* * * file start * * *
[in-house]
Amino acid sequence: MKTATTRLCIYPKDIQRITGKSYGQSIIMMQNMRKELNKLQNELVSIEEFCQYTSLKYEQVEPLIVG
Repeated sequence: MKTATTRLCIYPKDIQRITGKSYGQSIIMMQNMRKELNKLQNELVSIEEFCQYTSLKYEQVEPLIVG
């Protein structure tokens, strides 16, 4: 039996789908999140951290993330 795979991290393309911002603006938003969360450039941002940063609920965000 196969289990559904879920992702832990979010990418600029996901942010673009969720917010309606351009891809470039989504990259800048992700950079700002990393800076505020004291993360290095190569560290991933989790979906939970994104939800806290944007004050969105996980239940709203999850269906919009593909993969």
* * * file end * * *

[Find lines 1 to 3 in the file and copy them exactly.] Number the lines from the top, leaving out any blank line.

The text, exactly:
[in-house]
Amino acid sequence: MKTATTRLCIYPKDIQRITGKSYGQSIIMMQNMRKELNKLQNELVSIEEFCQYTSLKYEQVEPLIVG
Repeated sequence: MKTATTRLCIYPKDIQRITGKSYGQSIIMMQNMRKELNKLQNELVSIEEFCQYTSLKYEQVEPLIVG